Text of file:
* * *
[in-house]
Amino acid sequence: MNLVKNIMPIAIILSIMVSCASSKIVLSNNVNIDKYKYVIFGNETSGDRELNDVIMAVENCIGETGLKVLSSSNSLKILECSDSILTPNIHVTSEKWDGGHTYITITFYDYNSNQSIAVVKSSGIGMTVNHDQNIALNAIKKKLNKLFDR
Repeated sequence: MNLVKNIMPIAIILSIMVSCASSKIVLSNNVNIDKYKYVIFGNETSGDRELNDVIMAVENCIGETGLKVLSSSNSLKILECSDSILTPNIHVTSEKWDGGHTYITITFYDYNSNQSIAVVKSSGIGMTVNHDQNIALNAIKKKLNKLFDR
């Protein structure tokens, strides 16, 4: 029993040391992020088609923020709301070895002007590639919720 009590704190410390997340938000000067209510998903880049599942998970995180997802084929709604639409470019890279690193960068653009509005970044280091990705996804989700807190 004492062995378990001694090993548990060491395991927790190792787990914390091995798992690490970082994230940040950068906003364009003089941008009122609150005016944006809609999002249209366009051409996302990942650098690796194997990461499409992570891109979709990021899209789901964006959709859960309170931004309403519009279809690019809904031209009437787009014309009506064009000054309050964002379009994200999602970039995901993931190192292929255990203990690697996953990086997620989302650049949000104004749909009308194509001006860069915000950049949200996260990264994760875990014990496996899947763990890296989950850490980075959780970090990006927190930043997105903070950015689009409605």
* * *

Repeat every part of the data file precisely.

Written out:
[in-house]
Amino acid sequence: MNLVKNIMPIAIILSIMVSCASSKIVLSNNVNIDKYKYVIFGNETSGDRELNDVIMAVENCIGETGLKVLSSSNSLKILECSDSILTPNIHVTSEKWDGGHTYITITFYDYNSNQSIAVVKSSGIGMTVNHDQNIALNAIKKKLNKLFDR
Repeated sequence: MNLVKNIMPIAIILSIMVSCASSKIVLSNNVNIDKYKYVIFGNETSGDRELNDVIMAVENCIGETGLKVLSSSNSLKILECSDSILTPNIHVTSEKWDGGHTYITITFYDYNSNQSIAVVKSSGIGMTVNHDQNIALNAIKKKLNKLFDR
């Protein structure tokens, strides 16, 4: 029993040391992020088609923020709301070895002007590639919720 009590704190410390997340938000000067209510998903880049599942998970995180997802084929709604639409470019890279690193960068653009509005970044280091990705996804989700807190 004492062995378990001694090993548990060491395991927790190792787990914390091995798992690490970082994230940040950068906003364009003089941008009122609150005016944006809609999002249209366009051409996302990942650098690796194997990461499409992570891109979709990021899209789901964006959709859960309170931004309403519009279809690019809904031209009437787009014309009506064009000054309050964002379009994200999602970039995901993931190192292929255990203990690697996953990086997620989302650049949000104004749909009308194509001006860069915000950049949200996260990264994760875990014990496996899947763990890296989950850490980075959780970090990006927190930043997105903070950015689009409605």